‘Balik Probinsya’ suspended in favor of bringing stranded people to hometowns

    The first batch of Balik Probinsya beneficiaries. (Photo from DTI)

    THE government has temporarily suspended the Balik Probinsya, Balik Pagasa (BP2) program to give way to efforts to bring home people who were stranded due to the lockdown back to their hometowns, National Housing Authority General Manager Marcelino Escalada Jr. said yesterday.

    Escalada, the executive director of the BP2 Council, said he expects the suspension to take at least a month depending on the decision of the Interagency Task Force for the Management of the Emerging Infectious Diseases (IATF) when to ease the general community quarantine (GCQ) and modified general community quarantine (MGCQ) in different parts of the country.

    He said that due to the lockdown restrictions, there is limited transportation and traveling between borders had made it difficult for some people to return to their hometowns.

    He said BP2 was initially set to roll out its trip to Mindanao this week and to the Visayas and Mindanao in July. Launched last May, the program had already sent back 112 people to Palo, Leyte.

    Escalada said the priority at the moment is to bring home students, construction workers, tourists and other people who were stranded in Metro Manila due to the lockdown under the “Hatid Tulong” program.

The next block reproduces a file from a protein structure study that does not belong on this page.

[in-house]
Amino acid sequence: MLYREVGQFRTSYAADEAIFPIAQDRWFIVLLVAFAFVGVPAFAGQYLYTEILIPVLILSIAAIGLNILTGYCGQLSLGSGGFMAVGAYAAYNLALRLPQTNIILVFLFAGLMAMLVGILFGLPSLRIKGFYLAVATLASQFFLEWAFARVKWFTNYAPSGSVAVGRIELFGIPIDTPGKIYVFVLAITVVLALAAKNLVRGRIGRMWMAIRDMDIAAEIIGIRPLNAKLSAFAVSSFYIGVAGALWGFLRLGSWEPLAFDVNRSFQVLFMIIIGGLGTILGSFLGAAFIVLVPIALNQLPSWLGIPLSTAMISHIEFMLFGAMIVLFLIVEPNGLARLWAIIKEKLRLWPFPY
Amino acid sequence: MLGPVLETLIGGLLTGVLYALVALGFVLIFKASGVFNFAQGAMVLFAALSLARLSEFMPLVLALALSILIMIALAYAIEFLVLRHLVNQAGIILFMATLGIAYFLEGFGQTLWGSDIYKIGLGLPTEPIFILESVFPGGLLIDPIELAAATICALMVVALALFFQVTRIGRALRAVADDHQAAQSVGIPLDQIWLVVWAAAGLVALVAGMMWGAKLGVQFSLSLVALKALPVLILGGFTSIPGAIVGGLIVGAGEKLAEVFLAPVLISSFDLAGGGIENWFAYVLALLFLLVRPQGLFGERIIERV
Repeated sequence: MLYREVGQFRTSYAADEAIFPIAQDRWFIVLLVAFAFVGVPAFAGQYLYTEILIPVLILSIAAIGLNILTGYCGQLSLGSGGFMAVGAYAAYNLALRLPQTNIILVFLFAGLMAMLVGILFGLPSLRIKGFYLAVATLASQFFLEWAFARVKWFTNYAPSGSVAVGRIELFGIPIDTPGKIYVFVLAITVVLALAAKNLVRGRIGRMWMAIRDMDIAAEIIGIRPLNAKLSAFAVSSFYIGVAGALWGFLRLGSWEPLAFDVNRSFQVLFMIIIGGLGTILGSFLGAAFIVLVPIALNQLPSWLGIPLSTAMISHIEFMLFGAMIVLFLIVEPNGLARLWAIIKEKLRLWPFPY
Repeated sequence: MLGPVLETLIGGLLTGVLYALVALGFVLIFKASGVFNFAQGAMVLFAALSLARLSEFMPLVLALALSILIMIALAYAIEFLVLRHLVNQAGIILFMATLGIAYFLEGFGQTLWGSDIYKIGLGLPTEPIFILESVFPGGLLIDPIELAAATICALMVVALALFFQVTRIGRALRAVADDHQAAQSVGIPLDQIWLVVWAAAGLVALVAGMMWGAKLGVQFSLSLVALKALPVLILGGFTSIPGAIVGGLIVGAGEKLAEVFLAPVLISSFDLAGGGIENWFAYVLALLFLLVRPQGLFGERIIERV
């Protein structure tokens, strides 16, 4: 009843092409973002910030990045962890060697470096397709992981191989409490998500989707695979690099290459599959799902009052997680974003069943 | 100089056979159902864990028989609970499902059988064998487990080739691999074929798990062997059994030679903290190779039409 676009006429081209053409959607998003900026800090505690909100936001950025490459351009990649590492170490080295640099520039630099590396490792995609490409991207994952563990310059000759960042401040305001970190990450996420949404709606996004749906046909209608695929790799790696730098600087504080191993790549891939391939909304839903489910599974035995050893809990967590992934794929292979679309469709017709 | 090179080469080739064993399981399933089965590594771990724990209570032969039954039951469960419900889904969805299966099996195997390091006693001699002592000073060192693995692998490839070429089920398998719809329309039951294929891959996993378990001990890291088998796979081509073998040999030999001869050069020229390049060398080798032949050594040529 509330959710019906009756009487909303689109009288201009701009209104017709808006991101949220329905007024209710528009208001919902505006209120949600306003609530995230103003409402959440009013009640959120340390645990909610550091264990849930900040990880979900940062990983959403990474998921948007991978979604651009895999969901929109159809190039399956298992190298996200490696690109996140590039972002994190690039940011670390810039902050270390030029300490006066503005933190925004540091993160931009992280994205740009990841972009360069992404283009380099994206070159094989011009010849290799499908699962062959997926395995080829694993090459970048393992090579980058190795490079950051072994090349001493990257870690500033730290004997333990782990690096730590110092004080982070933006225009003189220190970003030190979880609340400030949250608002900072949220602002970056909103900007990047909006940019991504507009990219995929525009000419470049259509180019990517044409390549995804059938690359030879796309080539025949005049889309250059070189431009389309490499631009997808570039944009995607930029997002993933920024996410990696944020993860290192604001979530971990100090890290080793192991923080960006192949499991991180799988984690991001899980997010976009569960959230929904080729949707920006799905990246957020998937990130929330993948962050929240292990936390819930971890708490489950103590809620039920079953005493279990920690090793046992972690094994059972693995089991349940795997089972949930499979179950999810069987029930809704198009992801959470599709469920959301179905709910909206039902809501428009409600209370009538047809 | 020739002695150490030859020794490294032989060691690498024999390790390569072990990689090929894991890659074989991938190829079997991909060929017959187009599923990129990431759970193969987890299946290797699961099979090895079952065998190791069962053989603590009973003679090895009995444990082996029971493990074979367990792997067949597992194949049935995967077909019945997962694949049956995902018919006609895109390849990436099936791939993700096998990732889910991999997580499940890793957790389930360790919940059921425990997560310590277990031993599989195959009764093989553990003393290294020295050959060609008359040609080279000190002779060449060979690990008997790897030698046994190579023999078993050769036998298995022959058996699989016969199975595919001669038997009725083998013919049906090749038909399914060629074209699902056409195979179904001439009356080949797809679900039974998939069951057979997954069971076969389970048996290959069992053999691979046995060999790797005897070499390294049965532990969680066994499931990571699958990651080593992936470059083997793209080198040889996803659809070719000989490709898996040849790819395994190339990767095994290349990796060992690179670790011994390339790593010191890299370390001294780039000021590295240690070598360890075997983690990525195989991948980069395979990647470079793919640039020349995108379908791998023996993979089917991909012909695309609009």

He said the Hatid Tulong program is a short term program that aims to transport people back to their hometown while BP2 is a long term program that relocates the people back to their province where they would live for good.

    Escalada assured the public, especially the local government units, that the people joining either the Hatid Tulong or BP2 had undergone rapid tests for coronavirus and were subjected to proper documentation and clearances before they were allowed to leave Metro Manila.

    Presidential Spokesman Harry Roque yesterday said the Department of Social Welfare and Development (DSWD), the Department of Interior and Local Government (DILG), and the National Task Force (NTF) Against COVID-19, will also help the locally stranded individuals (LSIs) through transportation, food and accommodation aid.

    Roque made the announcement as Malacanang sent its condolences to the family of Michelle Silvertino who, according to reports, had been living on a sidewalk and died while waiting for a bus that she could take to return home to Bicol.

    He said the government does not want a repeat of the incident and had provided temporary shelter at the Villamor Airbase golf course for people who are stranded and waiting for the transportation operations to resume so they could return to their hometowns.

    Roque also advised the public to be wary and vigilant against those who might take advantage of their situation, especially those who are stranded in airports and bus stations.

    He said some of those waiting at airports had been promised jobs abroad. He also warned illegal recruiters that they would be jailed.